History of the San Juan River Restoration Project in Pagosa Springs Colorado
A lot of community work was accomplished during the 1980s and early 1990s. Of all the improvements, The San Juan River Restoration Project was the grandest. It revolutionized recreation in and around the river and was a significant factor inspiring downtown business people to improve their properties. We thought we were getting a better river; we got a vastly improved Pagosa Springs! It has continued over the past few years to increase the use of San Juan River for kayaking, tubing and enhanced fishing.
People always fished, kids tubed, and rafts sped along the river, but access to the water and avenues out were few and far between in the town limits. In most places getting to the water could result in scratches and bruises. The only easy access was a short distance in Town Park. After restoration and the building of the River Walk it became easy and safe to approach the river all along its banks. People began going to the river just to be near it. They read, visit, write, paint, draw, play fetch with dogs, contemplate and generally love the experience.
The idea for revamping the river began in an informal meeting between Fred Schmidt and Marion Francis, members of the Archuleta (County) Economic Development Association (AEDA). They interviewed river consultants and hired Dave Rosgen whose company, Wildland Hydrology Consultants, had accomplished a similar project on the East Fork of the San Juan several years earlier.
Rosgen completed his design and the AEDA joined with the Town of Pagosa Springs to apply for a grant from the Colorado Division of Wildlife’s Fishing is Fun Program. It took a good two years to get state and federal permits for the project. The grant was applied for in 1992 and work began in the fall of 1994. The grant was for $157,400.
A major road straightening project was underway on the east side of Wolf Creek Pass in the early 1990s involving blowing out and removing vast quantities of large boulders, some the size of small cars. The astute people of the river project paid to have truck loads of these boulders brought down for use in the project. The AEDA raised $30,000 with its “adopt a rock” program whereby citizens purchased a rock for $50.00. A list of these citizens is engraved on a plaque near the Chamber of Commerce. Long furrows of these stones became a scenic fixture in town for a year or so before the project began. Some of them still rest just west of The Springs Resort on the raised southern bank of the river.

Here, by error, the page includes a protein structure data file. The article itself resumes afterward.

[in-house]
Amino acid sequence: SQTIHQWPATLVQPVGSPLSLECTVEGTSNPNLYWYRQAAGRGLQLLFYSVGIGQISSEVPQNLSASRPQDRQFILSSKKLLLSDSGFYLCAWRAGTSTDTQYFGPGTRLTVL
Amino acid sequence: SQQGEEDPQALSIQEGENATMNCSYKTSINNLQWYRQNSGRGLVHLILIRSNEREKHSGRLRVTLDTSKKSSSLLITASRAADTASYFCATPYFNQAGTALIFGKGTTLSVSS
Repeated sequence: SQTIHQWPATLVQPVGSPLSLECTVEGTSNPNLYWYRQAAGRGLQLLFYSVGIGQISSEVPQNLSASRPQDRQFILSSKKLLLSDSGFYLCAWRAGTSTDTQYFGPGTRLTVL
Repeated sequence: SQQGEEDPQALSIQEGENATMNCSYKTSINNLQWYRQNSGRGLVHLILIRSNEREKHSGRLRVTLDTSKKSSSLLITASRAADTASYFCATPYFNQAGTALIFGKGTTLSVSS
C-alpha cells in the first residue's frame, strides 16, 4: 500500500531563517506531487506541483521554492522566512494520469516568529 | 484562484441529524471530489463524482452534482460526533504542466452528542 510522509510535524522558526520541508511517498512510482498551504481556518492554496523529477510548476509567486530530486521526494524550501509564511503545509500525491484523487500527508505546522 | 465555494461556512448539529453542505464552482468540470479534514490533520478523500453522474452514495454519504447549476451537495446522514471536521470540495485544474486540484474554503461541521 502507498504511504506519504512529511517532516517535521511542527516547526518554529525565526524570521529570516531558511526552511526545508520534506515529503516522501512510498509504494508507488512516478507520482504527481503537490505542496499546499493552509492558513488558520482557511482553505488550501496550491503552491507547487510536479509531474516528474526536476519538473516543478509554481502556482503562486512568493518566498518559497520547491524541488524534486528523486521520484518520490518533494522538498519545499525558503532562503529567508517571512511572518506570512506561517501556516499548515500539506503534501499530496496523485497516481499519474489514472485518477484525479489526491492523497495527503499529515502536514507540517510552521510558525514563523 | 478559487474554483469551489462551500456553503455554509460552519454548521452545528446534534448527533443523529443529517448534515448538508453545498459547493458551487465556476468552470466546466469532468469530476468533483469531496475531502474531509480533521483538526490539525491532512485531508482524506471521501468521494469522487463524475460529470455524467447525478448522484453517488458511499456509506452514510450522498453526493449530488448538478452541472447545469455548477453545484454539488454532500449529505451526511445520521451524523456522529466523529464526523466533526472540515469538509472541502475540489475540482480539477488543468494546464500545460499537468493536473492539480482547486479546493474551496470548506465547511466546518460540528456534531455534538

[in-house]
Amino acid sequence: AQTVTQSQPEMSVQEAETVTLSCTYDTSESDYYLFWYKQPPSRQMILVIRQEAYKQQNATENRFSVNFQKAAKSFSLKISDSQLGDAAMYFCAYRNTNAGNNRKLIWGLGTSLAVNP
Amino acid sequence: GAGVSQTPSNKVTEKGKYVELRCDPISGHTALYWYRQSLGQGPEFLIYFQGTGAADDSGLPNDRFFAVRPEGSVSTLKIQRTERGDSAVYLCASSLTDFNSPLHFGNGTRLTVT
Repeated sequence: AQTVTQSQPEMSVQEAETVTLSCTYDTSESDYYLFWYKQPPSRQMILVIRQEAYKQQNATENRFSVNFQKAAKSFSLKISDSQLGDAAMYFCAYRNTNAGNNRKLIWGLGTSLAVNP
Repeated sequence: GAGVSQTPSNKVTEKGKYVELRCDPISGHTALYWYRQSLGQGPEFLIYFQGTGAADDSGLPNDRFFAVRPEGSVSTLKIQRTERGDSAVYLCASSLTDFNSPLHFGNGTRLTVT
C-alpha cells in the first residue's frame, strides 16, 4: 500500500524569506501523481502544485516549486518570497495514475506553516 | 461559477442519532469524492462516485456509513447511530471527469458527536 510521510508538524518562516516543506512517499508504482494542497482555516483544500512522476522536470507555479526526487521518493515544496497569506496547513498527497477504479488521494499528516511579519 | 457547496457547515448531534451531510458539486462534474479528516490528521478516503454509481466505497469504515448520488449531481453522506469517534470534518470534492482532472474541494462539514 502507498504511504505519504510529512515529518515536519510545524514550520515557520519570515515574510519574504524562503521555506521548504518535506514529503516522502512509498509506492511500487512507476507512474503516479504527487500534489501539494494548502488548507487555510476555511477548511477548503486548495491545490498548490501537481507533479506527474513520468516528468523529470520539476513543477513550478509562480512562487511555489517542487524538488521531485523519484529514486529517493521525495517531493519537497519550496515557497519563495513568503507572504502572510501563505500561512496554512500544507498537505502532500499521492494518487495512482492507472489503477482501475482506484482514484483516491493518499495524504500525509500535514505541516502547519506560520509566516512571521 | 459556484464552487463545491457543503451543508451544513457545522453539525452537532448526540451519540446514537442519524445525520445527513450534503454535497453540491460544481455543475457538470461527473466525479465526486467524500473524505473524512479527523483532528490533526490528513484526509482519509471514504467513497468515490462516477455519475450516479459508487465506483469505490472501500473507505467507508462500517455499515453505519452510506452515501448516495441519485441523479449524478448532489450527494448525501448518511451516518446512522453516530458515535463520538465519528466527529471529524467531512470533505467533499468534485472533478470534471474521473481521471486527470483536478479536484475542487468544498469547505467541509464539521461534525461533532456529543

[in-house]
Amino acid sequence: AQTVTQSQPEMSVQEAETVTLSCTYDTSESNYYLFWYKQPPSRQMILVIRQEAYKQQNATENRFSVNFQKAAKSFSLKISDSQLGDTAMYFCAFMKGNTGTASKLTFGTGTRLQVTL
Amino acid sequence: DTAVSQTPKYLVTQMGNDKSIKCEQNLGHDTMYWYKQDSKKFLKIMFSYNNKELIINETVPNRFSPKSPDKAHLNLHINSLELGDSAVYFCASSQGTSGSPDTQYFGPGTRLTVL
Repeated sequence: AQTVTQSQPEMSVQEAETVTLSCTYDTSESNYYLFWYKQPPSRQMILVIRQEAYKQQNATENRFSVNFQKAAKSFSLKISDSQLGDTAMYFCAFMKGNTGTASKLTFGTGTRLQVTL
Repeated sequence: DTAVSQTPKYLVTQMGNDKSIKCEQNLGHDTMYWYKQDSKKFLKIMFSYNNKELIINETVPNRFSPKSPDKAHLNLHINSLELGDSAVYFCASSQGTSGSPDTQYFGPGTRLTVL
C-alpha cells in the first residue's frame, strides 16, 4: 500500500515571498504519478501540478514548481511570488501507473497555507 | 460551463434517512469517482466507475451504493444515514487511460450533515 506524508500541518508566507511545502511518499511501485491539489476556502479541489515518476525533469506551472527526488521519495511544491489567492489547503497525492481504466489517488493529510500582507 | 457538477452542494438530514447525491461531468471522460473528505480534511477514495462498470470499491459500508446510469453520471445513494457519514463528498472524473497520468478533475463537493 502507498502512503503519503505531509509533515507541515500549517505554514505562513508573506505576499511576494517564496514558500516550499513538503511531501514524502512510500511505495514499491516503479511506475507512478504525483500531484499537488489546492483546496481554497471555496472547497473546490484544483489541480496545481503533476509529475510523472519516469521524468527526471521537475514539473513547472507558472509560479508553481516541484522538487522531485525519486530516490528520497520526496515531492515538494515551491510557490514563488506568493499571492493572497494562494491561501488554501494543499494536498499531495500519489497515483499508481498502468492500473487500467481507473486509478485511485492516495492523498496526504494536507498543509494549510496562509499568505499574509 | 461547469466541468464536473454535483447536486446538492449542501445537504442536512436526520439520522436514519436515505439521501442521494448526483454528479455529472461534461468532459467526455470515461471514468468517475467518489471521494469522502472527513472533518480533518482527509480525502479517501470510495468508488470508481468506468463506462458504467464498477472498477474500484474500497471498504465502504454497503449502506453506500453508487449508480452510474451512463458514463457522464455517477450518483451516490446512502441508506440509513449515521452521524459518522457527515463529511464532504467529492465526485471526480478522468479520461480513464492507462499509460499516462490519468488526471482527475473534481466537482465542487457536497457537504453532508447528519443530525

The work was done in late fall when water flow is at a minimum. Citizens who watched were amazed as a large machine with a very talented operator literally juggled the boulders in the giant mechanical pinchers and then placed them in exact positions dictated by Rosgen. (Continued…)
Shapes with names like “W wears” and ‘Winding Thelwiggs” were installed, returning more natural shapes and flow to the river. Also, the project had to remove as much rock from the river as it put in with the boulders so, deep holes were dug to bedrock. These holes allow fish to winter over in Pagosa instead of swimming south as the water level recedes in fall.
A few years ago, during the driest year of the long drought of the 1990’s these holes paid a big dividend. The river flow became a trickle and it appeared for a few days, before it finally rained, that the Great Pagosa Hot Spring would become the “headwaters” of the San Juan River. In the 1930’s a similar drought quickly lowered the river’s water level and thousands of fish were trapped with no deep holes to go to. The stink when they died, all at once, was described as “God awful terrible” and the men of town had to load wagons and haul them away.
The river project included a five acre park including two fishing ponds behind the River Center in east Pagosa Springs. One pond has a handicapped access deck. Also behind the River Center is a length of rapids Rosgen specifically made for the sport of kayaking.
After several years and continuing still, the banks of the river are returning to a more natural appearance as sediment fills open cavities around the boulders and wild river plants grow and expand.
To say the project was a big change is an understatement. There were places along the river that were simply ugly. In particular, the area where The Springs Resort is now located was just a wide shallow place in the river that caught much of the trash from up river including ice chest, camping gear, animal bones, steel drums, construction materials, a blackish gunk and driftwood. Private entrepreneurs, Matt Mees and Bill Dawson bought the spring property and in conjunction with the river project turned this area into an outstandingly beautiful and positive feature for downtown Pagosa Springs.
This restoration process is slated to continue on down the river starting behind the courthouse and continuing south in the near future. When this work begins, pay attention, it is not often we get to see ecology in action and a marvelous river returning to a natural state.
Oh, and you might try fishing the San Juan River in town. It has been noticed that consummate tourist fly fishermen go miles out rivers with their waders, cute little wicker baskets and thousands of dollars in equipment only later to come to town and find children standing by the river with a string of trout the fisherman would die for!